Rep. Tim Ramthun, addresses a crowd of election conspiracy theorists on Tuesday, Feb. 15. Assembly Democrats forced a committee vote on Thursday that unanimously kept Ramthun’s resolution to recall Wisconsin’s 2020 electors off of the floor of the Assembly this week. (Henry Redman | Wisconsin Examiner)
In his campaign to be re-elected to the Kewaskum School Board, Rep. Timothy Ramthun (R-Campbellsport) suggested that students are being forced into special education classes as a way for school districts to get more funding and control both students and parents.
Ramthun, who is also running a far-right campaign for governor, made the comments at a candidate forum last Friday hosted by Common Sense Citizens of Washington County. The comments came in response to a question about his views on “the use of critical race theory and social emotional learning principles in middle school and high school education.”
Critical race theory is a graduate-school level framework that views American history and institutions as being shaped by racism. Social emotional learning principles are a method of teaching that aims to help students better deal with their emotions and interact with others.
“We have to get back to the core elements of education with reading, writing, and arithmetic and those elements more so than the social behavioral issues,” Ramthun said. “I think we spend too much time qualifying who is deemed as special needs, whether it’s mental health or otherwise. And there seems to be a push for adding funding to those categories to enforce more participation. So it’s kind of a false sense of why we’re supporting these things. I think it has more to do with money and also to control the students at the educational level as well as perhaps their parents.”
Ramthun’s special education comments come after Republicans have consistently opposed the large increases in the state’s share of special education funding that advocates say are desperately needed. The Legislature’s bipartisan Blue Ribbon Commission on School Funding noted that, of all states with a special education reimbursement system, Wisconsin’s reimbursement is the lowest at 28.8%. The lack of state support for federally mandated special education programs has forced districts to spend down general budget funds, cutting spending on other programs.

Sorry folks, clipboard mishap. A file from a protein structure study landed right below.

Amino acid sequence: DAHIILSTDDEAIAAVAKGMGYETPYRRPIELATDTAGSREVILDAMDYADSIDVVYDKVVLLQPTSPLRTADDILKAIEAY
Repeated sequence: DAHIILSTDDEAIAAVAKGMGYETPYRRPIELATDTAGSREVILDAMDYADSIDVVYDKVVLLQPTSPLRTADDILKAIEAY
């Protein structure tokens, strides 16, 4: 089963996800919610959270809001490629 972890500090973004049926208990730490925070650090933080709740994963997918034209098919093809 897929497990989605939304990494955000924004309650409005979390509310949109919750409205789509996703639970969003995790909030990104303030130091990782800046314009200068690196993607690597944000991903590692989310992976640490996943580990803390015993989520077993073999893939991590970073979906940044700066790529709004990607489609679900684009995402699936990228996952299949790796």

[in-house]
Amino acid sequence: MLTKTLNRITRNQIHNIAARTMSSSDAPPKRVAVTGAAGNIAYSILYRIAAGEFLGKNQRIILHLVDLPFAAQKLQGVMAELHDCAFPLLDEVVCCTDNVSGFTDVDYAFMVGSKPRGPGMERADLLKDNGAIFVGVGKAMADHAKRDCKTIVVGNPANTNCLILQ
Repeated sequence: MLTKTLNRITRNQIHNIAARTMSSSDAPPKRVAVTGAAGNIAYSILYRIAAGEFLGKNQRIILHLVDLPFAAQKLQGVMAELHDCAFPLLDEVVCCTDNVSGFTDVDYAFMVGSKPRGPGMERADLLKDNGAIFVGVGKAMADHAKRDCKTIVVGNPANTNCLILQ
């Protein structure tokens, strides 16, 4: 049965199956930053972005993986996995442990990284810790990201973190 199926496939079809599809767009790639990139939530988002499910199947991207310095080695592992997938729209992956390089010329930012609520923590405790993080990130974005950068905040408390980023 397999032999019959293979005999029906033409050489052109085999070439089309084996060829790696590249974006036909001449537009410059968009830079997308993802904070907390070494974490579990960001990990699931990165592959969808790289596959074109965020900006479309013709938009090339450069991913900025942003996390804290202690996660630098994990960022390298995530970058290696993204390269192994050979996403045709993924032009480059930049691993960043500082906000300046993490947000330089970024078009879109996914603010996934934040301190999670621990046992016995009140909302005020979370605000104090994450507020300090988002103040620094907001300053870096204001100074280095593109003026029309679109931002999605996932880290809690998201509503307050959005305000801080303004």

During the administration of Republican Gov. Scott Walker, special education money remained mostly stagnant. Since Gov. Tony Evers took office in 2018, Republicans in control of the budget process have repeatedly undercut his attempts to increase funding.
“Students with disabilities are students first and foremost, and when Wisconsin gets proper funding in place for special education, our districts gain the flexibility they need to fully support students without disabilities as well,” Joanne Juhnke, advocacy specialist for special education at Disability Rights Wisconsin, told the Wisconsin Examiner in 2021 after Evers requested more than $700 million for special education in his 2021-23 budget proposal. “Between special education categorical aid and high cost special education aid, the investment that Gov. Evers proposes is welcome and overdue. And after the challenges of this pandemic year, many of our students are deeply in need of the assistance that the increases in student services aid and school-based mental health services would provide.”
Ramthun has often flirted with QAnon conspiracy theories and his comments at the forum echo subsets of the movement that allege public schools and prominent Democrats are systemically abusing children. These beliefs have inspired QAnon followers across the country to run for local school boards.
Chris Walloch, executive director of progressive advocacy group A Better Wisconsin Together, says Ramthun’s comments are harmful to public schools.
“Tim Ramthun isn’t just a politician trying to sabotage our elections, he’s also undermining our public schools,” Walloch says. “It’s bad enough that Ramthun, running for school board, actually believes that chronically underfunded special education and mental health services have too much money. Going on to suggest there’s something nefarious about providing these services to support our kids’ learning and health is just next level wrong-headed.”
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The Republican’s gubernatorial campaign has also been fueled by conspiracies. His main issue is his belief that the 2020 presidential election was fraudulently stolen from Donald Trump, even though lawsuits, recounts, audits and reviews have affirmed that President Joe Biden won the election in Wisconsin and the country as a whole.
Ramthun, who is in a three-way primary for the Republican nomination, has advocated for the debunked legal theory that Wisconsin can decertify its 2020 electoral college votes and has called for a “full forensic physical cyber audit” of the 2022 election no matter the results.
Messages to Ramthun and his campaign went unanswered.
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